I originally hesitated on writing this post for fear of restating the obvious, but the last demo I participated on was too much for me to bear.  Too many people wasting time and money out there!

Implications- If you are a sales or marketing leader, routinely involve yourself in that first customer contact from time to time and ensure that your firm is putting its best foot forward.  Have you recently checked to make sure the basics are covered?  Consider all the investment that has gone into getting just the opportunity to talk to that one prospect.  Start off creating your perfect match with the right impression and for heaven sake, clean up before you go!

Enterprise Selling- Not Just for the Salesperson Anymore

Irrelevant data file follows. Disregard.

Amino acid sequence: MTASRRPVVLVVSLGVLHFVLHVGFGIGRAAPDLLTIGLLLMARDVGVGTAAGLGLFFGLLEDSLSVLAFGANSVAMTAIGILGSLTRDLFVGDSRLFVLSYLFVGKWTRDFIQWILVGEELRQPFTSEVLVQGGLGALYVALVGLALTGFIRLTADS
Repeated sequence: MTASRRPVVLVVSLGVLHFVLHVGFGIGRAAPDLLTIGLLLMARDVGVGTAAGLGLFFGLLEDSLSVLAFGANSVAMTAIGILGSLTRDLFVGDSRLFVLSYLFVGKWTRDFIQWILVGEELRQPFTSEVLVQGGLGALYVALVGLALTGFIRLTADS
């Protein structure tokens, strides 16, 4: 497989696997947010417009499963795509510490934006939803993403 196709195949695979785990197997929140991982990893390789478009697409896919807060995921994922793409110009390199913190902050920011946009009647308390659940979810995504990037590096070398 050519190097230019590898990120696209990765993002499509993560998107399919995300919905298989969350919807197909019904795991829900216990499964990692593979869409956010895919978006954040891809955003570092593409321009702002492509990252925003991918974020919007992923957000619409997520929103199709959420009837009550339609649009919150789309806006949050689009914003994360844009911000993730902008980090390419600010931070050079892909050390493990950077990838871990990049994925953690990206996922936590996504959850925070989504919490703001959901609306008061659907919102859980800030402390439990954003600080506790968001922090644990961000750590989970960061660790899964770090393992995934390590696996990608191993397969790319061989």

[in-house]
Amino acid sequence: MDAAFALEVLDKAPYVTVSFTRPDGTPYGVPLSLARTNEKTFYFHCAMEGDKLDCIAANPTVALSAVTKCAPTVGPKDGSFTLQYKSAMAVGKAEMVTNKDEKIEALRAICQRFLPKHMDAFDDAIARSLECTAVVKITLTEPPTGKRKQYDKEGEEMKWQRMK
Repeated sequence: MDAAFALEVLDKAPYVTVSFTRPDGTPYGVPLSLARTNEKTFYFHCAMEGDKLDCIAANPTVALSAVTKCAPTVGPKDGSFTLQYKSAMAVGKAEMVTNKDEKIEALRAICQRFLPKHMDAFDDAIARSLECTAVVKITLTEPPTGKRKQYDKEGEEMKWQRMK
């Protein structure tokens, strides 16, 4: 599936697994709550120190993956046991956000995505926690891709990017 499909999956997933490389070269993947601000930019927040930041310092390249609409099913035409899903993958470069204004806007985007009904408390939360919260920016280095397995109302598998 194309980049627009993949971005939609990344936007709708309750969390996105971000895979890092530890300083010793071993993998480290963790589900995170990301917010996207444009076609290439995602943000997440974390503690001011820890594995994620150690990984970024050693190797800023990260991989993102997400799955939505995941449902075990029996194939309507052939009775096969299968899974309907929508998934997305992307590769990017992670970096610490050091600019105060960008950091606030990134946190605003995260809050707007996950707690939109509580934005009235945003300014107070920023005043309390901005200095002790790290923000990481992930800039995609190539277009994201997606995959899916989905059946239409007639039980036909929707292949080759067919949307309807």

April 16, 2011 2 comments

Great thinking from Sameer Patel on acquisition of Radian6 and discussion of implications for Customer Experience Management (CEM).

Most relevant points/learning for me in the article that resonate with my own experience in selling enterprise solutions:

  • Customers now come informed before they are ready to buy
  • This is pushing a shift in marketing which requires involvement of entire organizations, not just sales/marketing (marketing fluff won’t cut it with these educated prospects).  Note: just because this is needed doesn’t necessarily mean that this is what the selling organizations are offering
  •  This is in turn driving increased need for all parts of the organization (not just sales) to be listening and engaged in the discussion with customers- and where social networking tools can provide additional value